- Ueslei Marcelino/Reuters
- Ueslei Marcelino/Reuters
- Gary Cohn, the White House’s chief economic advisor, said in late September that the wealthy are not getting a tax cut under the proposed GOP plan. In an interview with CNBC on Thursday, Cohn softened his position, saying that if the wealthy do get a tax break under the new plan, that’s totally fine with him.
Chief White House economic advisor Gary Cohn has changed his tune.
While he didn’t expressly state that the plan was aimed at giving wealthy citizens a tax break, Cohn acknowledged that it could very well be a byproduct of the plan proposed by the GOP – and said he was totally fine with that.
Here’s the exchange in full, which came after Harwood asked Cohn about the corporate tax cut being sought by Republicans (emphasis ours):
Harwood:The companies that benefit from pass-through rates are high income because if they were middle income they’d be paying at the 25% rate already. The vast majority of those benefits go to wealthy businesses.
Cohn: You’ve got to wait till the whole plan is done and see where we finally end up, and see what the plan comes out. Everything in our tax plan is meant to encourage investment.
Harwood: You’re not saying, as you did a few weeks ago, that the wealthy do not get a tax cut under your plan?
Cohn: No. I’m saying there’s unique situations to everyone out there. Everyone has their own story. It’s not our intention to give the wealthy a tax cut.
Harwood: But they’re getting one.
Cohn: I don’t believe that we’ve set out to create a tax cut for the wealthy. If someone’s getting a tax cut, I’m not upset that they’re getting a tax cut. I’m really not upset.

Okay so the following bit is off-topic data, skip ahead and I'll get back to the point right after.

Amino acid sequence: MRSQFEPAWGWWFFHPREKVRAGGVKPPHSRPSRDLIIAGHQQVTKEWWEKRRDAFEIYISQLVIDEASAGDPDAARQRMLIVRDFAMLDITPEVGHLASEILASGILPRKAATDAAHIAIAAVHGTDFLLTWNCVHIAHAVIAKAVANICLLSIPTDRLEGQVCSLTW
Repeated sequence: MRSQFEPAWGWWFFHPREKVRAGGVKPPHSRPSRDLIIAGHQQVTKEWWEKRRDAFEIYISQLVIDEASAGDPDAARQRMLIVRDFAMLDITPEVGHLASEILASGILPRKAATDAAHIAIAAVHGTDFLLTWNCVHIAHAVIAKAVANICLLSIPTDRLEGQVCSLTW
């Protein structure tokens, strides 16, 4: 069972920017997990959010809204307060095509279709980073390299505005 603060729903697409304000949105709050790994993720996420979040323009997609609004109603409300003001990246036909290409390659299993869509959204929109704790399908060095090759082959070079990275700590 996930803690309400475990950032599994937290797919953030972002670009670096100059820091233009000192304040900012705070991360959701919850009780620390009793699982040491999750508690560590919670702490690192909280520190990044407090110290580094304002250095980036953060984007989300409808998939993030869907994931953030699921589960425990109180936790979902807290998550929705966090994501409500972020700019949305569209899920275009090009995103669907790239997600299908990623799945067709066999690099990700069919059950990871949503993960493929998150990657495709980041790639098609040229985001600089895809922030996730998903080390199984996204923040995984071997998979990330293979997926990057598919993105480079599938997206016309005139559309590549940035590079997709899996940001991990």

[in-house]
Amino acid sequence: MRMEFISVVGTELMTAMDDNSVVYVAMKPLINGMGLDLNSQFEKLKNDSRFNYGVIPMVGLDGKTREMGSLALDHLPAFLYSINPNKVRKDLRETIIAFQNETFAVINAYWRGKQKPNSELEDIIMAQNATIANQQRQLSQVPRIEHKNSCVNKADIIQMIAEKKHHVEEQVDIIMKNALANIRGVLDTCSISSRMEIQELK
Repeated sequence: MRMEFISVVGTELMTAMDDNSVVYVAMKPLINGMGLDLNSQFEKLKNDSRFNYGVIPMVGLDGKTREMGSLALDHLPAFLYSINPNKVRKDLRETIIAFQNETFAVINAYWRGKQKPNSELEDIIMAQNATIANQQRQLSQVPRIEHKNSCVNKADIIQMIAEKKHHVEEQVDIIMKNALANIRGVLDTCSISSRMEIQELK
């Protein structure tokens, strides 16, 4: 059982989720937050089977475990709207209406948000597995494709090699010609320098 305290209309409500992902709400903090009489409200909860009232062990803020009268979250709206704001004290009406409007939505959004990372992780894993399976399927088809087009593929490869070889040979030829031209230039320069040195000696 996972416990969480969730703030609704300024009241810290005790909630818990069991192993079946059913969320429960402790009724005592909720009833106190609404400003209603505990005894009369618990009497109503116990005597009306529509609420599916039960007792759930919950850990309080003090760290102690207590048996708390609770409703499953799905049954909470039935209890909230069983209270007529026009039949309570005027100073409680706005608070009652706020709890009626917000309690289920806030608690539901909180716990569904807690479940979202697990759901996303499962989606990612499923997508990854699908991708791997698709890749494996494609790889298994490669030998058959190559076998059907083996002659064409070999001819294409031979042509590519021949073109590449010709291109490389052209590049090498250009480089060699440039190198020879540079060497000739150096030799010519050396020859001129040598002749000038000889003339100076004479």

Cohn and Harwood also tussled over the potential effects of corporate tax cuts and the proposed repatriation tax holiday. Harwood cited a study saying that these efforts would ultimately shrink the economy in the long-term, an assertion Cohn vehemently denied. But in doing so, Cohn mentioned how just 12 months ago, he was helping companies do the opposite of what the GOP’s repatriation tax proposal seeks to achieve.
“We don’t agree with that,” replied Cohn. “We believe that we’re going to have a very stimulative effect on the economy by lowering the business tax rate, by lowering the corporate rate, and making America competitive with the rest of the world. Look, a year ago, I was on the other side of this equation. I was advising companies how to get out of the burdensome US tax system.”
The House GOP tax bill is set to be approved by the Ways and Means Committee on Thursday. Although as Business Insider’s Bob Bryan points out, a question lingers over whether state and local taxes could still be deducted by “pass-through” entities under the legislation. He notes that there’s a discrepancy in answers from the Ways and Means Committee and the Joint Committee on Taxation.